Hazel Adie – Drama & Performance – Level 3
Brock University, Canada
Oh Canada! What a trip! I had some pretty amazing highs and some not so amazing lows but I’m so grateful for everything this trip gave me in the end.
The first high point of my trip was that I turned 20 just a few days after arriving. This turned out to be a great ice breaker and I went out to a local bar with a few classmates and two other exchange students. I thought it would be hard not being with my friends and family for this big milestone but my new friends in Canada made sure I had a good time.
One of my classes was Theatre Criticism which meant the university arranged for us to go and see a lot of plays in both St Catharines, where I was staying, and nearby Toronto. I was able to see a great variety of art, the most interesting being the Indigenous theatre I saw. It was so different to anything I had ever seen before and truly offered a unique experience that would have been impossible to get in the UK. Both through talking to my classmates and the teaching at Brock University I learned so much about the local history and culture that was fascinating to me.
Something I struggled with was the difference in assessment style. While at QMU you might have one or two big assignments for one module; at Brock there were many small assignments which all contributed to your final grade, I struggled with this persistent work load and for the first time I failed to hand in an assignment. I was absolutely mortified, this particular assignment was worth 15% of one module, so not enough to make me fail but enough to put a significant dent in my final grade. I try not to beat myself up about it because it was likely to happen at some point during my time at university, and I can see why it happened at this particular point. Adapting to this new system of learning, coupled with being away from home was admittedly a challenge. I would suggest to anyone who is feeling similarly overwhelmed, find someone of your course to be a study buddy, they’re used to the way things work and can help you. Also, vent about it to other international students, they’re going through the same thing and would probably appreciate a sympathetic ear.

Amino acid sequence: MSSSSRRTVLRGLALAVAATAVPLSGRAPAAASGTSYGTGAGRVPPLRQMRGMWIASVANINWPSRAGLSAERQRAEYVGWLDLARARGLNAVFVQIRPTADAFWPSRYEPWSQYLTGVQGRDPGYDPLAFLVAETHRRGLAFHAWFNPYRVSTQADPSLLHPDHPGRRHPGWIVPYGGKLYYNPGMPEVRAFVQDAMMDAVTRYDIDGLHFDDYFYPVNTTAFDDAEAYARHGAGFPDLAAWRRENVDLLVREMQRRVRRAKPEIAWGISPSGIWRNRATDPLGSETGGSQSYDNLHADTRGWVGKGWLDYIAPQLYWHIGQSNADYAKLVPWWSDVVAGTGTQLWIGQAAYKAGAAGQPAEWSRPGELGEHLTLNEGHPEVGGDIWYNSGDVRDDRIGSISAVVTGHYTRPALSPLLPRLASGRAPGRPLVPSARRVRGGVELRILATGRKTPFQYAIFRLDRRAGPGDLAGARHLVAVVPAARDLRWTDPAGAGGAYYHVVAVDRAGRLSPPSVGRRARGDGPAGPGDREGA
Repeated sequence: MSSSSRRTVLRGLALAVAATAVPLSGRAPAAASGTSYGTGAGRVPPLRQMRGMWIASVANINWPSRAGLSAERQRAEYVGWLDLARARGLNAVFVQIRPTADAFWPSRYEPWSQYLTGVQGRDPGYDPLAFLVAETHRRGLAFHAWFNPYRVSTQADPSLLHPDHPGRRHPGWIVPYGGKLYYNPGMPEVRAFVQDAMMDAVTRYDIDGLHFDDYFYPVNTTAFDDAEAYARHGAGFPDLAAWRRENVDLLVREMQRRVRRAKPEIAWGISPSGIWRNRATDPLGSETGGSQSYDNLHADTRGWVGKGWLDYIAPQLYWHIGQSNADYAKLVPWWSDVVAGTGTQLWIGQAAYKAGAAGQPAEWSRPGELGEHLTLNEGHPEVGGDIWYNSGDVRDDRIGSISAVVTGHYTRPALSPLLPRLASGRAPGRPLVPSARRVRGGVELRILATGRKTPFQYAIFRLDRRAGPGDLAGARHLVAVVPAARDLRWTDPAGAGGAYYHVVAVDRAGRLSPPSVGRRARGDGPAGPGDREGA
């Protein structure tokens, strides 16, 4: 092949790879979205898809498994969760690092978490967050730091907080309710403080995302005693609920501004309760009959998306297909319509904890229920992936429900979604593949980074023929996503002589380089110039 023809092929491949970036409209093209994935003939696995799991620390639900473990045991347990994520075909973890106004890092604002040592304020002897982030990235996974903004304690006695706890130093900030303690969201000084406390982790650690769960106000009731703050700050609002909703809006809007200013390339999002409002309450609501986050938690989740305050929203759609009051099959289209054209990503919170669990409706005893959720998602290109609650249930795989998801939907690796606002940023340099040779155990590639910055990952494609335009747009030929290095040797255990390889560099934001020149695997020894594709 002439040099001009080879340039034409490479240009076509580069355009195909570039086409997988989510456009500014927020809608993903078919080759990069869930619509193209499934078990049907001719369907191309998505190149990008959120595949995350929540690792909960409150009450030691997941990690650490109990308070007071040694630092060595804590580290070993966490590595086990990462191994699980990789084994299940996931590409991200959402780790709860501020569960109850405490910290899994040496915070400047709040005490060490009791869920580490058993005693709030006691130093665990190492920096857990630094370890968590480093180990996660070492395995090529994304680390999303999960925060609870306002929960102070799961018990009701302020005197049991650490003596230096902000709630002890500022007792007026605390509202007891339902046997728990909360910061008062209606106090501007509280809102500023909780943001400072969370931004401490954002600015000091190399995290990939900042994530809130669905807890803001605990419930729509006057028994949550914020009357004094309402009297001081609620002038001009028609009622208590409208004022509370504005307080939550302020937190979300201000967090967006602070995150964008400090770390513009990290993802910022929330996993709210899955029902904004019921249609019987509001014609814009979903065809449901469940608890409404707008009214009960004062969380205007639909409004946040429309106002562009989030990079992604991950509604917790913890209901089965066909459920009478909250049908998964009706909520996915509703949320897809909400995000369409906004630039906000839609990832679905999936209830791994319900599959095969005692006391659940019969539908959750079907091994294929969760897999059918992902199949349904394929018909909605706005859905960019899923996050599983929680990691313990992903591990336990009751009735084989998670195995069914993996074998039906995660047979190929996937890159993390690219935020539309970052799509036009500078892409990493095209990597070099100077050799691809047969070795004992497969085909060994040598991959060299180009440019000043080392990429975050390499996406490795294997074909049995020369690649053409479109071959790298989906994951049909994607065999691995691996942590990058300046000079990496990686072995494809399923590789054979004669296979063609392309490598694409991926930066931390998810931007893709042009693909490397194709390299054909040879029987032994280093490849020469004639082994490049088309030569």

I visited Toronto many times during my trip; one weekend I rented an Air BnB with nine other girls who were also on exchange, in our group there were people from Scotland, England Italy, New Zealand, France and Mexico. One of the best things about exchange is not just meeting people from the country you are in but also getting to know all the other exchange students who are in the exact same boat as you. (DISCLAIMER: you will get serious FOMO from their Instagram when they are traveling without you)
One slightly crazy thing I did while across the pond was travel to New York by bus, which took about 12 hours. I stayed in an Air BnB in New Jersey that was only a 30 minute train ride to Manhattan. I managed to tick off: The Statue of Liberty, The WTC Museum, Times Square, Greenwich Village, Central Park, the Brooklyn Bridge and a Broadway show all in just three days, plus I saw a late night stand up show. And when my phone changer broke at midnight I discovered there’s a 24 hour Apple store on 5th Avenue; when they say the city that never sleeps they really mean it.
Overall my trip to Canada was a crazy ride, I’m sure I don’t have to tell you it was COLD (going to a 9am lecture is tough enough but doing it in -19 degree weather is a whole other level) but it was all worth it. I visited Niagara Falls twice which is something I never thought I’d get to experience at all. I saw loads of amazing sights I never would have got to see otherwise and I proved to myself that I really could push myself as far out of my comfort zone as it was possible to be. I even got a tattoo to commemorate the whole experience. As much as I’ve grown and changed over the last few years I feel as if I grew just as much in 3 short months in Canada as I did in 3 years in Edinburgh.